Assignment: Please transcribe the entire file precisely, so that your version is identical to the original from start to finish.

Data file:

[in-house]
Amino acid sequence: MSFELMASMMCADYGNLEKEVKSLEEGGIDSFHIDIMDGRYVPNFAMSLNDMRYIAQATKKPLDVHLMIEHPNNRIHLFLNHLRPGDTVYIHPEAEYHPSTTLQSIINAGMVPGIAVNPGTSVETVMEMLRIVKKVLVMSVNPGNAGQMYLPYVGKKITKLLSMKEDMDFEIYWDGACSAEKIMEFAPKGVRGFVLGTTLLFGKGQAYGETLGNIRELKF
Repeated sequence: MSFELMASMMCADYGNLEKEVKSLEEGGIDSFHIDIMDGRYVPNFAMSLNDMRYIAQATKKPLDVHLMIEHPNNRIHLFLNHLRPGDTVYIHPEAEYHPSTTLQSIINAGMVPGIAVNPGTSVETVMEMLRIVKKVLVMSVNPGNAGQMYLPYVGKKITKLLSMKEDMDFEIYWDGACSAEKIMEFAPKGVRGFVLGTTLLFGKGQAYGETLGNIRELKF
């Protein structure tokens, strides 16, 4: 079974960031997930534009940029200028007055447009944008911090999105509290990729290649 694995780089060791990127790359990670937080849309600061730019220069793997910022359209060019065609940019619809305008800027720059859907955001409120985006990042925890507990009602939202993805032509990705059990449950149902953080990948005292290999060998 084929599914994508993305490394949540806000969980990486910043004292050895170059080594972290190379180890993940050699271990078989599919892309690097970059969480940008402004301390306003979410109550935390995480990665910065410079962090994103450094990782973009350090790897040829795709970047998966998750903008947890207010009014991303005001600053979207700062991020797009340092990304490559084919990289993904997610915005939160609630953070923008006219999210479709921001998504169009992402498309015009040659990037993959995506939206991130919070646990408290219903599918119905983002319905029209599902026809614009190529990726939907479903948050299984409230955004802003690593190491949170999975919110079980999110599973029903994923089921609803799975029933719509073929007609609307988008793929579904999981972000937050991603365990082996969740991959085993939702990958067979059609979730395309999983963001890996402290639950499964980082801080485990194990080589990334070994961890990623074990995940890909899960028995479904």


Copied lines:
[in-house]
Amino acid sequence: MSFELMASMMCADYGNLEKEVKSLEEGGIDSFHIDIMDGRYVPNFAMSLNDMRYIAQATKKPLDVHLMIEHPNNRIHLFLNHLRPGDTVYIHPEAEYHPSTTLQSIINAGMVPGIAVNPGTSVETVMEMLRIVKKVLVMSVNPGNAGQMYLPYVGKKITKLLSMKEDMDFEIYWDGACSAEKIMEFAPKGVRGFVLGTTLLFGKGQAYGETLGNIRELKF
Repeated sequence: MSFELMASMMCADYGNLEKEVKSLEEGGIDSFHIDIMDGRYVPNFAMSLNDMRYIAQATKKPLDVHLMIEHPNNRIHLFLNHLRPGDTVYIHPEAEYHPSTTLQSIINAGMVPGIAVNPGTSVETVMEMLRIVKKVLVMSVNPGNAGQMYLPYVGKKITKLLSMKEDMDFEIYWDGACSAEKIMEFAPKGVRGFVLGTTLLFGKGQAYGETLGNIRELKF
């Protein structure tokens, strides 16, 4: 079974960031997930534009940029200028007055447009944008911090999105509290990729290649 694995780089060791990127790359990670937080849309600061730019220069793997910022359209060019065609940019619809305008800027720059859907955001409120985006990042925890507990009602939202993805032509990705059990449950149902953080990948005292290999060998 084929599914994508993305490394949540806000969980990486910043004292050895170059080594972290190379180890993940050699271990078989599919892309690097970059969480940008402004301390306003979410109550935390995480990665910065410079962090994103450094990782973009350090790897040829795709970047998966998750903008947890207010009014991303005001600053979207700062991020797009340092990304490559084919990289993904997610915005939160609630953070923008006219999210479709921001998504169009992402498309015009040659990037993959995506939206991130919070646990408290219903599918119905983002319905029209599902026809614009190529990726939907479903948050299984409230955004802003690593190491949170999975919110079980999110599973029903994923089921609803799975029933719509073929007609609307988008793929579904999981972000937050991603365990082996969740991959085993939702990958067979059609979730395309999983963001890996402290639950499964980082801080485990194990080589990334070994961890990623074990995940890909899960028995479904």